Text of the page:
Gurpreet was unlucky for the first goal against Australia: India keepers’ coach | Football News

India goalkeepers’ coach Tomislav Rogic absolved Gurpreet Singh Sandhu of any blame for Australia’s first goal and backed the India No.1 to do well against Uzbekistan on Thursday.

India’s Gurpreet Singh Sandhumedi after sustaining an injury (REUTERS)

In an interview to HT on Tuesday, Rogic, speaking through India head coach Igor Stimac who translated from Croatian to English, also said that while playing with feet can be learnt, it is important to focus on a goalkeeper’s primary skill. For ‘keepers as tall as Sandhu (1.98m), passing with feet is a skill more difficult to master than for those smaller in size, he said.

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Rogic — he has worked with former Romania coach Mircea Lucescu and at Club Brugge, Shakhtar Donetsk and Zenit St Petersburg — is assisting regular goalkeepers’ coach Frano Srdarev for the Asian Cup in Qatar. He rejoined the India staff after being with Stimac in 2019 and 2020.

“They are more fearless than when I left,” he said referring to Sandhu, Amrinder Singh and Vishal Kaith, the goalkeepers in the squad. “Their belief in hard work and repetition in training has taken out the fear of making mistakes.”

Sandhu has accepted his part in Jackson Irvine’s goal after he had flapped at a cross from the right. India lost the opening game 0-2. “I’ll put my hand up taking responsibility for what could have been avoided and be dealt better,” he has posted on X, formerly Twitter.

But Rogic, 48, said: “On analysis, we found that Gurpreet’s position was consistent with regards to the ball and the passer. He was unlucky because the ball was in a position where he could not reach or punch it to clear.”

The Croat, who worked with Lucescu at Shakhtar and Zenit, accepted that when teams cannot get out of their back third, they can let in what looks like a silly goal which erases all the dogged defending that had gone on. “You need to give goalkeepers time to breathe. Otherwise, nervousness will increase in him and in the players whose primary job is to defend.”

That is why, he said, the first half was better for India — it was goalless — than the second. “In the first half, apart from excellent defending, India had situations where they passed the ball wide and created chances. But once energy drained out of the attacking players, it became more and more difficult for those behind them.”

That said, Uzbekistan are a team whose playing style is different from Australia and Rogic is hopeful Sandhu will be ready. “Australia’s strength is crosses and attacking the box. They are very good in the air. Based on their style of play, I think Uzbekistan will try far lesser crosses.

“They will possibly attempt more shots from distance and that is something Gurpreet is very good at. Shots from outside the box are his strength. So, I am confident that, if given a chance, he will do very well.”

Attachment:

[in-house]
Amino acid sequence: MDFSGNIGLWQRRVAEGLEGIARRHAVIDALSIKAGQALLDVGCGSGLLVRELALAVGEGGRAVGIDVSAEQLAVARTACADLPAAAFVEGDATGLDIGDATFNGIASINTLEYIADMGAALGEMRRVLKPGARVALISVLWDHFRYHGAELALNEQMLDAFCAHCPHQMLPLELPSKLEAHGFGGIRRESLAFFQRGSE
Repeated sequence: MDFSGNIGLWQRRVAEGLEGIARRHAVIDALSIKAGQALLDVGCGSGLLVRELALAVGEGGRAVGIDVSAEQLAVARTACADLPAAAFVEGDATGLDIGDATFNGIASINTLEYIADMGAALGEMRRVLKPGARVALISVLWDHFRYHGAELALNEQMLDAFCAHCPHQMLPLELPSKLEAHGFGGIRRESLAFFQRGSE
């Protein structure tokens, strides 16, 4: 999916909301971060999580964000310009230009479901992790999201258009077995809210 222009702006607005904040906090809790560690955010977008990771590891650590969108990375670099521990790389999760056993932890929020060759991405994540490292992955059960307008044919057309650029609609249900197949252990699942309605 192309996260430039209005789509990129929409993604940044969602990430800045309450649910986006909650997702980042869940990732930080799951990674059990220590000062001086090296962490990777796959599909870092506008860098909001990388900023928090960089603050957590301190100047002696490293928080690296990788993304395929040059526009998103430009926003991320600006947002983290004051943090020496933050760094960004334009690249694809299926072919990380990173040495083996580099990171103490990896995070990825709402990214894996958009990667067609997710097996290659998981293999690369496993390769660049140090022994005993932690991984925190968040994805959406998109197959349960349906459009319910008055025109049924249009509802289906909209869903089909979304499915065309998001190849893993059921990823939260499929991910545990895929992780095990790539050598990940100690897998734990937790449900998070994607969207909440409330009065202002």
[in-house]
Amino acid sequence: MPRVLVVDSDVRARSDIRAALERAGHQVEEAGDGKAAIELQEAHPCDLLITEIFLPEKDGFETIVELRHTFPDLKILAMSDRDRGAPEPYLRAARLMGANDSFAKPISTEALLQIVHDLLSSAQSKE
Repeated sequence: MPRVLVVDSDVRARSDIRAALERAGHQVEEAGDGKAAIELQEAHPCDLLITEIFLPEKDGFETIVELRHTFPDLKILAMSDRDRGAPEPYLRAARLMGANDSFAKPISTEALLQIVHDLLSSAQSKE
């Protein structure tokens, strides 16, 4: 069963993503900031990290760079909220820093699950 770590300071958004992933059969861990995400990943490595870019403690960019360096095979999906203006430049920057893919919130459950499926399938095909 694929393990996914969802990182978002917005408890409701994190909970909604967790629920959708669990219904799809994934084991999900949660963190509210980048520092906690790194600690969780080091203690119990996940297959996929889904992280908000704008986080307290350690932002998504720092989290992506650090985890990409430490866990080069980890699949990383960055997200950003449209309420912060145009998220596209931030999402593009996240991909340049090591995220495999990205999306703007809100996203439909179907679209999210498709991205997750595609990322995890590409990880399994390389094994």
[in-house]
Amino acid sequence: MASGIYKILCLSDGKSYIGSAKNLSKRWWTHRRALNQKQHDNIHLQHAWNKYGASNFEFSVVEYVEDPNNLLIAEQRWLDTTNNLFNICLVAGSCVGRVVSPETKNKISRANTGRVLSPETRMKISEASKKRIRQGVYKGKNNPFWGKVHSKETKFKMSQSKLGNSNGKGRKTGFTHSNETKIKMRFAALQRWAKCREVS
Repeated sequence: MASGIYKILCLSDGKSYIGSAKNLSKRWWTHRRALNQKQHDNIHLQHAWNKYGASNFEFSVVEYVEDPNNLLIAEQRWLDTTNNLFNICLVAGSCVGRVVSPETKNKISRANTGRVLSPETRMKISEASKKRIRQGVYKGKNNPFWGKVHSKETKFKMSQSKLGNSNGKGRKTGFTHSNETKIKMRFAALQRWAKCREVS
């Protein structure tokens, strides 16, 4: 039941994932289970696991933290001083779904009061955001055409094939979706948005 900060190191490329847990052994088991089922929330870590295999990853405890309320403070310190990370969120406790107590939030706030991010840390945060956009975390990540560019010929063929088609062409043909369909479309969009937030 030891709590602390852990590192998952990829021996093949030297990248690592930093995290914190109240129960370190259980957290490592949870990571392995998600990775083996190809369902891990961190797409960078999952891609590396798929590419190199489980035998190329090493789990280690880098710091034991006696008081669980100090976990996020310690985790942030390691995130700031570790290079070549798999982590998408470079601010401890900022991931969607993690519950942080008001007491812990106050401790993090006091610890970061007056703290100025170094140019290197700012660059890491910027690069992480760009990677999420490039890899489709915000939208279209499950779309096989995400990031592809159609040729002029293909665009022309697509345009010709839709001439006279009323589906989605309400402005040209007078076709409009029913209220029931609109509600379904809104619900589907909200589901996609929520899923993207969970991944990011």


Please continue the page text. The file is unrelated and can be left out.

A conversation with a goalkeepers’ coach would be incomplete without talking about the need for shot-stoppers being good with feet. It has been that way since Pep Guardiola preferred Claudio Bravo over then England keeper Joe Hart at Manchester City in 2016. “A new phenomenon,” said Rogic. “One that can be learnt and needs to be too as it gives teams an edge. Goalkeepers who grew up in countries that didn’t focus in this area of development find it difficult and I am hopeful India’s new generation will pick it up quickly.

“But we must remember that it is not easy for someone as big as Gurpreet. Also, I think it is more important for a goalkeeper to focus on the primary job, which is to make saves.”

Goalkeepers belong to a separate world, said Rogic, so they need 40-50 minutes of training away from the rest of the squad. Unlike most of the 24 teams in Doha, Stimac’s staff had less than two weeks to prepare. So, the focus is on “creating realistic stress the keepers might face in the game.” If it was deliveries “from all areas” against Australia, it is on shots from range now, he said.

Rogic said the three top coaches he has worked with were different in man management and preferred formation. “But all of them want to play attacking football.”

Lucescu, who gave Gheorghe Hagi, the former Romania captain and possibly their greatest player, his debut and has managed in over 100 Champions League games, never sought the players’ opinion. “He barely spoke to them,” said Rogic of the 78-year-old. “Igor is the opposite. He will ask the players for their opinions, and if needed, point out where he thinks they are not right. Leko (the former Croatia international is at Standard Liege, Belgium) can be locked up and also like Igor. Igor and Lucescu prefer 4-2-3-1 but with Leko it is usually 3-5-2.”

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